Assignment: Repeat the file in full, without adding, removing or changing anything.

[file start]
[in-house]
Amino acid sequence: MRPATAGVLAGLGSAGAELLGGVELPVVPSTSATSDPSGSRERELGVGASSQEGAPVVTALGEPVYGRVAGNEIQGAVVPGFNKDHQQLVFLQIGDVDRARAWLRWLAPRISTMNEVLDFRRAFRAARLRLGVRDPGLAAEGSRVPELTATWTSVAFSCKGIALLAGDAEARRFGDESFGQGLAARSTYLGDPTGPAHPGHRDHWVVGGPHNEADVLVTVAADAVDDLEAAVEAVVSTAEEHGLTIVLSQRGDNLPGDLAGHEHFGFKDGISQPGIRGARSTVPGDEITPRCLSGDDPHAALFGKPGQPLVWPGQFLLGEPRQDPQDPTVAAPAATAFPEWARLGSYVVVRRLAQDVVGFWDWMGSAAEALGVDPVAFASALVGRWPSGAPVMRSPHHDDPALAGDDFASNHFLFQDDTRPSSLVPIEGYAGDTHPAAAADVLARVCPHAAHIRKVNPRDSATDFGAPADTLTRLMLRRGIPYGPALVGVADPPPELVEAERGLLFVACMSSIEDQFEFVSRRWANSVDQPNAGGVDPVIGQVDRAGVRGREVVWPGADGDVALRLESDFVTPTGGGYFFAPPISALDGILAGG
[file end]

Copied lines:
[in-house]
Amino acid sequence: MRPATAGVLAGLGSAGAELLGGVELPVVPSTSATSDPSGSRERELGVGASSQEGAPVVTALGEPVYGRVAGNEIQGAVVPGFNKDHQQLVFLQIGDVDRARAWLRWLAPRISTMNEVLDFRRAFRAARLRLGVRDPGLAAEGSRVPELTATWTSVAFSCKGIALLAGDAEARRFGDESFGQGLAARSTYLGDPTGPAHPGHRDHWVVGGPHNEADVLVTVAADAVDDLEAAVEAVVSTAEEHGLTIVLSQRGDNLPGDLAGHEHFGFKDGISQPGIRGARSTVPGDEITPRCLSGDDPHAALFGKPGQPLVWPGQFLLGEPRQDPQDPTVAAPAATAFPEWARLGSYVVVRRLAQDVVGFWDWMGSAAEALGVDPVAFASALVGRWPSGAPVMRSPHHDDPALAGDDFASNHFLFQDDTRPSSLVPIEGYAGDTHPAAAADVLARVCPHAAHIRKVNPRDSATDFGAPADTLTRLMLRRGIPYGPALVGVADPPPELVEAERGLLFVACMSSIEDQFEFVSRRWANSVDQPNAGGVDPVIGQVDRAGVRGREVVWPGADGDVALRLESDFVTPTGGGYFFAPPISALDGILAGG